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Nasal mites (Mesostigmata: Rhinonyssidae) in African penguins (Spheniscus demersus)

Published online by Cambridge University Press:  20 June 2018

Ralph Eric Thijl Vanstreels
Affiliation:
Marine Apex Predator Research Unit (MAPRU), Institute for Coastal and Marine Research, Nelson Mandela University, Port Elizabeth, Eastern Cape, South Africa Department of Zoology, DST-NRF Centre of Excellence at the FitzPatrick Institute for African Ornithology, Nelson Mandela University, Port Elizabeth, Eastern Cape, South Africa
Heather Proctor
Affiliation:
Department of Biological Sciences, University of Alberta, Edmonton, Alberta, Canada
Albert Snyman
Affiliation:
Southern African Foundation for the Conservation of Coastal Birds (SANCCOB), Cape Town, Western Cape, South Africa
Renata Hurtado
Affiliation:
Southern African Foundation for the Conservation of Coastal Birds (SANCCOB), Cape Town, Western Cape, South Africa Institute of Research and Rehabilitation of Marine Animals (IPRAM), Cariacica, Espírito Santo, Brazil
Katrin Ludynia
Affiliation:
Southern African Foundation for the Conservation of Coastal Birds (SANCCOB), Cape Town, Western Cape, South Africa Department of Biological Sciences, University of Cape Town, Cape Town, Western Cape, South Africa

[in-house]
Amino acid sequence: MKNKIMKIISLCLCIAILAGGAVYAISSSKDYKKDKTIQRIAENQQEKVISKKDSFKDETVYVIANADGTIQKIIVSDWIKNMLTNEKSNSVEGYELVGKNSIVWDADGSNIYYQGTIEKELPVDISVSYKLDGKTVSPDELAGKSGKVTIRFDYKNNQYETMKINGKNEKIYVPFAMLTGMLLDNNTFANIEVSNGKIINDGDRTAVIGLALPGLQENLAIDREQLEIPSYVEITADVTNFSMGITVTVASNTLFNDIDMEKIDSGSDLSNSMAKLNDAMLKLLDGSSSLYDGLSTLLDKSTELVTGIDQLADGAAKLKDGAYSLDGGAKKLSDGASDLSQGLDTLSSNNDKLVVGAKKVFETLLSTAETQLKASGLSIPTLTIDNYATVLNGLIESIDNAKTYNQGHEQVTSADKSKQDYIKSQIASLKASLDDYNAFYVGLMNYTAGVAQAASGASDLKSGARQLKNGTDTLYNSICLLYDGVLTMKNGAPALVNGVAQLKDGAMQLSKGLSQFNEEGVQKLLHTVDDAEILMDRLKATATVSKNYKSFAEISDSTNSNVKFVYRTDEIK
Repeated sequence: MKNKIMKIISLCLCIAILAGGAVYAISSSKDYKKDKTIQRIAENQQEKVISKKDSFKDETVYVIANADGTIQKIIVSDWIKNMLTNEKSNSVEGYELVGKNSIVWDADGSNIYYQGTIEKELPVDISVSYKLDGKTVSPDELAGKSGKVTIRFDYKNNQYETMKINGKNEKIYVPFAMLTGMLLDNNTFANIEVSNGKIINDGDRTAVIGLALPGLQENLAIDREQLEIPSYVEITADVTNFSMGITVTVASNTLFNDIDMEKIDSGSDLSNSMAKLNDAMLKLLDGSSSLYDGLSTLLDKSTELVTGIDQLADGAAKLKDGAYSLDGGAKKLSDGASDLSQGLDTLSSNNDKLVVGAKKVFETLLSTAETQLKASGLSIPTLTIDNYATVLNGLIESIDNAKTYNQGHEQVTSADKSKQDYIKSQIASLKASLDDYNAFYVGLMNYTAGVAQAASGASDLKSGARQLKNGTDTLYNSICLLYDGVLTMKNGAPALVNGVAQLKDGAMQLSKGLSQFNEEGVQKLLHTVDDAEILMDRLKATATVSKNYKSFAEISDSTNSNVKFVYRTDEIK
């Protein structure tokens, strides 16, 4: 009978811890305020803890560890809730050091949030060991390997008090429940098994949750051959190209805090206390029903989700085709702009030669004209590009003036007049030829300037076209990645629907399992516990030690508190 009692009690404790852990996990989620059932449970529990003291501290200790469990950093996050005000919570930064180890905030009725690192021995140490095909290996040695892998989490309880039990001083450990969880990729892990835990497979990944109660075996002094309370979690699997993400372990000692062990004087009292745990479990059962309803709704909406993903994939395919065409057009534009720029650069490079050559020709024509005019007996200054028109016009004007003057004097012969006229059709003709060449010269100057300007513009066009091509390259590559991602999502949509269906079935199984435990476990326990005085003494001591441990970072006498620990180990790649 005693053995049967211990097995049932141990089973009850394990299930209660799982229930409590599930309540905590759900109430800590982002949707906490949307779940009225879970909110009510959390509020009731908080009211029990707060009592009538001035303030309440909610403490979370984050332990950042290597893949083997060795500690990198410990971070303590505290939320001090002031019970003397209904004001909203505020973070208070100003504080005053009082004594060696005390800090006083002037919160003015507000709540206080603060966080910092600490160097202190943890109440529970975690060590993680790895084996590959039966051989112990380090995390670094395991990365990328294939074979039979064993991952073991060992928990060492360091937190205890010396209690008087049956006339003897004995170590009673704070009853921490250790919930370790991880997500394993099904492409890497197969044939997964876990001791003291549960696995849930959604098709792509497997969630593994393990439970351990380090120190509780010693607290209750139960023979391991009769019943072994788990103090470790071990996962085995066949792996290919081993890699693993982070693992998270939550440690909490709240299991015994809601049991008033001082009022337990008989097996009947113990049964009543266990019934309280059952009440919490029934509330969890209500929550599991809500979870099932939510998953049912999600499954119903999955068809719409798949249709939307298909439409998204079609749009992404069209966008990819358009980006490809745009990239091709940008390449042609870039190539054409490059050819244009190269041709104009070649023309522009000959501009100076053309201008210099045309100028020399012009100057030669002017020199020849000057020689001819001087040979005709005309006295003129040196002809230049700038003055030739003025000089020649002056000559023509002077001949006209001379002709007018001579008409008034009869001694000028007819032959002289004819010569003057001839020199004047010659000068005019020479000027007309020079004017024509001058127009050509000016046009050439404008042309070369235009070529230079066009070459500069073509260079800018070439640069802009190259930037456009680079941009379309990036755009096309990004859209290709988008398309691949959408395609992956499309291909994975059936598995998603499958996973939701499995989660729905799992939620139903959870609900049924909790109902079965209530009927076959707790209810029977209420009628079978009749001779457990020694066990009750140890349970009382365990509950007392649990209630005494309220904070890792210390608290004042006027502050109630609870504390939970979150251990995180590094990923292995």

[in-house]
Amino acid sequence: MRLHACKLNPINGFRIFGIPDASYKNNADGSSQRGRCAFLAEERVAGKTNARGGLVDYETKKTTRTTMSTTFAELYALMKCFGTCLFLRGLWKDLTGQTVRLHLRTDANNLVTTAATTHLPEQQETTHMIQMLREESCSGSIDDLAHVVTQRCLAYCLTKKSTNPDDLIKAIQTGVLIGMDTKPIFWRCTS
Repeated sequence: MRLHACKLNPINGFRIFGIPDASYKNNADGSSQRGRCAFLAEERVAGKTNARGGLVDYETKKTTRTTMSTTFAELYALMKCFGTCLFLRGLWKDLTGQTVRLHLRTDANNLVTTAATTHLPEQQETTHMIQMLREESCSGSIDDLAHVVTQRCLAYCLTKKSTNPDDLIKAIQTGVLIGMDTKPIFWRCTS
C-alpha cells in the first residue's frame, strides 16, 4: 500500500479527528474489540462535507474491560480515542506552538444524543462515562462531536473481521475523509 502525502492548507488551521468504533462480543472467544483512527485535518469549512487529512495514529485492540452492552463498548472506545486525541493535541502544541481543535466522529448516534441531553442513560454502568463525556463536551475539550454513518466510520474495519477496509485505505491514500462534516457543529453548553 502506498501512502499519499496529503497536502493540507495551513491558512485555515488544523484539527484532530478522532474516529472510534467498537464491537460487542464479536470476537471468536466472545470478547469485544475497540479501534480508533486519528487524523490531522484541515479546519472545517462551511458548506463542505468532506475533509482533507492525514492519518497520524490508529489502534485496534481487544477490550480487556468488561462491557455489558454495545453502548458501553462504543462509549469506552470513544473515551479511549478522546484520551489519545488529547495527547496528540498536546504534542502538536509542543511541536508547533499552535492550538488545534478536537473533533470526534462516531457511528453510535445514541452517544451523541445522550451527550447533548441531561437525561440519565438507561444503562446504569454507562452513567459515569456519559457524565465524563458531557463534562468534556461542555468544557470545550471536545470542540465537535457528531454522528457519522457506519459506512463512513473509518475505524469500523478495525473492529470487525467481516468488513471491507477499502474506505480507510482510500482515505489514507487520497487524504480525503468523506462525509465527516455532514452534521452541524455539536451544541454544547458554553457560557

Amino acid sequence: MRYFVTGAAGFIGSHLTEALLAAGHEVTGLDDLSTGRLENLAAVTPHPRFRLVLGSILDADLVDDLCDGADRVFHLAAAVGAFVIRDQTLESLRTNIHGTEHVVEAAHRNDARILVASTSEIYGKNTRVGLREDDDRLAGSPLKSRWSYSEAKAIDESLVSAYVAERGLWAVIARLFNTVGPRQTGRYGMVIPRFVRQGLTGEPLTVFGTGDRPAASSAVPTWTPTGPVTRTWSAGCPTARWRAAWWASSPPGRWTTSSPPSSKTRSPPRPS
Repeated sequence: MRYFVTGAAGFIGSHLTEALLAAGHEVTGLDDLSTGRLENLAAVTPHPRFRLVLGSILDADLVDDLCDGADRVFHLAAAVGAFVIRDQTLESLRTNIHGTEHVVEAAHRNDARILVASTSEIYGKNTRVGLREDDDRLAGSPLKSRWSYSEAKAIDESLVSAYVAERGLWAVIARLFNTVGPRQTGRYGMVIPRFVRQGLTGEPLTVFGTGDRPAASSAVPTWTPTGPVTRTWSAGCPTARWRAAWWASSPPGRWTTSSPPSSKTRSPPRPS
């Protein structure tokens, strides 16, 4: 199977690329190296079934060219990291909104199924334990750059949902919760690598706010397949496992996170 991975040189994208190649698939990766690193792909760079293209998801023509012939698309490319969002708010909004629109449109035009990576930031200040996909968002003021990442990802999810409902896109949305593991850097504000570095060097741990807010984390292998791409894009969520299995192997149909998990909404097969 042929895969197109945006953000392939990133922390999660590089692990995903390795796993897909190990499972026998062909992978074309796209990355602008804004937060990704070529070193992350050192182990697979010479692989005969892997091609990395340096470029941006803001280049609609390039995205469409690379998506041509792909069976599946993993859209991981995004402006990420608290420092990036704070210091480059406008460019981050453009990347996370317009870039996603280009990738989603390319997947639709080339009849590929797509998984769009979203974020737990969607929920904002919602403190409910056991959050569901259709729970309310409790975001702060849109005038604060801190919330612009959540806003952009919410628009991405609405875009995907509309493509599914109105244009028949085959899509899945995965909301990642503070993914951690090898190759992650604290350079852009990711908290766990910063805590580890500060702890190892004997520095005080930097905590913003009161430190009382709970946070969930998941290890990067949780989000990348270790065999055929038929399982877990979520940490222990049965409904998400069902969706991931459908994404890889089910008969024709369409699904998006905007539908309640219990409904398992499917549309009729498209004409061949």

Nola J. Parsons
Affiliation:
Southern African Foundation for the Conservation of Coastal Birds (SANCCOB), Cape Town, Western Cape, South Africa
Pierre A. Pistorius
Affiliation:
Marine Apex Predator Research Unit (MAPRU), Institute for Coastal and Marine Research, Nelson Mandela University, Port Elizabeth, Eastern Cape, South Africa Department of Zoology, DST-NRF Centre of Excellence at the FitzPatrick Institute for African Ornithology, Nelson Mandela University, Port Elizabeth, Eastern Cape, South Africa
Corresponding

Abstract

Rhinonyssids are obligate haematophagous mites that parasitize the nasal cavity of vertebrates, and occur in a wide range of birds worldwide. Two species of nasal mites are known to occur in penguins: Rhinonyssus sphenisci, which has been recorded from Humboldt and Magellanic penguins (Spheniscus humboldti and S. magellanicus, respectively), and Rhinonyssus schelli, which has been recorded in Adélie and Gentoo penguins (Pygoscelis adeliae and P. papua, respectively). We examined the nasal cavity of African penguins (Spheniscus demersus) that died while under care at a rehabilitation centre (N = 40) or that were found dead at breeding colonies (N = 67). Nasal mites were found in the nasal cavity and/or paranasal of sinuses of 21 penguins, some of which had signs of mild-to-moderate sinusitis. Prevalence was higher in juveniles (29%) and adults (27%) than in chicks (10%). Mean intensity was 5.9 ± 12.9 mites per infected host (range 1–60). The mites presented morphological characteristics that were at times consistent with either R. sphenisci or R. schelli, and therefore we conservatively classified them as ‘R. sphenisci sensu lato’. Our morphometric results raise the question of whether the specific status of R. schelli is justified.

Type
Research Article
Copyright
Copyright © Cambridge University Press 2018 

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Nasal mites (Mesostigmata: Rhinonyssidae) in African penguins (Spheniscus demersus)
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